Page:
Note also the classic Dutch bike – which of course you can also buy here at Jorg and Olif – they did not pay me to advertise but I know the guy who started it. He used to work with me.

Written by Stephen Rees

December 12, 2007 at 8:32 am

Posted in Transportation

US, Canada and Japan blocking Bali Climate Change talks

with 5 comments

I just signed an emergency petition trying to  save the crucial climate change talks in Bali, Indonesia right now by telling the US, Canada and Japan to stop blocking an agreemement. You can sign it here:

Almost all countries have agreed to cut rich country carbon emissions by 2020–which scientists say is crucial to stop catastrophic global warming, and will also help bring China and the developing world onboard. But with just 2 days left in the conference, the US and its close allies Canada and Japan have rejected any mention of such cuts.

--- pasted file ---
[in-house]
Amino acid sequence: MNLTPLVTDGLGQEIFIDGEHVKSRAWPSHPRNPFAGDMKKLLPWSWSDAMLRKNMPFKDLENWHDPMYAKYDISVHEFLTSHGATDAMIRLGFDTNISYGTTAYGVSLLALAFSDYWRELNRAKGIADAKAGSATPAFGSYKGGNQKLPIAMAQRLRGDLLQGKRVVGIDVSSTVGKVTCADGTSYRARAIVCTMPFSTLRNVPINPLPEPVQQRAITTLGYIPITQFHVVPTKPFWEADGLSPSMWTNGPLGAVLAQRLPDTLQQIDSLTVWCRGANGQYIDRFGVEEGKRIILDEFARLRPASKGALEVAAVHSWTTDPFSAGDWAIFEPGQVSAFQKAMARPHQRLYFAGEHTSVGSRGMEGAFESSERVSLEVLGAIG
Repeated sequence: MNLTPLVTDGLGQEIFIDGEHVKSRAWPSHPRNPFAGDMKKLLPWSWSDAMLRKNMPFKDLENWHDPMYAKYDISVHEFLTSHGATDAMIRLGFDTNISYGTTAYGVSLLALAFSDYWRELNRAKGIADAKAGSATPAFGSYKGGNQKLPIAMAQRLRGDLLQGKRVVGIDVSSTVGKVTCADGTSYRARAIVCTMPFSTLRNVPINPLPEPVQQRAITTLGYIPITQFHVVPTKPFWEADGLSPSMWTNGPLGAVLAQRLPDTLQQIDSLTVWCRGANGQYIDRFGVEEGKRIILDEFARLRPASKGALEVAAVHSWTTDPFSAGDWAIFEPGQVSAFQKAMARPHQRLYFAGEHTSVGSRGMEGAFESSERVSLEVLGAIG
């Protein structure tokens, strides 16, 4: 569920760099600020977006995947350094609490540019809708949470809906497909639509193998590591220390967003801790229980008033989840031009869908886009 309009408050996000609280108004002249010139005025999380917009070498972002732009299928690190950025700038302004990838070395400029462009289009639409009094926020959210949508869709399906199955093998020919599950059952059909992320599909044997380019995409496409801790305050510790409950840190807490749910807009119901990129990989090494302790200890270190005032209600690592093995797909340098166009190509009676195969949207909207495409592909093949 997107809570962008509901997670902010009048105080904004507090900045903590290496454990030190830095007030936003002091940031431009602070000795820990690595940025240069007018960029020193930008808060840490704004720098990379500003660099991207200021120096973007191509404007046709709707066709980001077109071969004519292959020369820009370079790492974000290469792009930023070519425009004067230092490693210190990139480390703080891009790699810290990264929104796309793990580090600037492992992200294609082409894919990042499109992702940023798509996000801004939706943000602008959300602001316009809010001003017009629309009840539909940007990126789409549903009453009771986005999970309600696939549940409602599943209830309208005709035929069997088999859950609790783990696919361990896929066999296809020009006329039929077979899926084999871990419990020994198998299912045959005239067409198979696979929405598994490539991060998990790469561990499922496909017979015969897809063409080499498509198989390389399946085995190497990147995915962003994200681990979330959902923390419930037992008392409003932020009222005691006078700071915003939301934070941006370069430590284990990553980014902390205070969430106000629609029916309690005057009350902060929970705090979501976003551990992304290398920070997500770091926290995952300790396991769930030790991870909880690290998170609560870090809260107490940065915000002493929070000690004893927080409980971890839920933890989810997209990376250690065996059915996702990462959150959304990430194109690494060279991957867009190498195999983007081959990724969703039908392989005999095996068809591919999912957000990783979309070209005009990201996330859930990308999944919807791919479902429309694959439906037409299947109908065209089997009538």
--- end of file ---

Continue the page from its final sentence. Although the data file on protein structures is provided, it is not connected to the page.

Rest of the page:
We can’t let three governments hold the world hostage and block agreement on this desperate issue.

There’s still 2 days left to turn this around –  click below to sign the petition – it will be delivered direct to summit delegates, through stunts and in media advertisements, so our voices will actually be heard. But we need a lot of us, fast, to join in if we’re going to make a difference. Just click on the link to add your name:


Written by Stephen Rees

December 12, 2007 at 7:50 am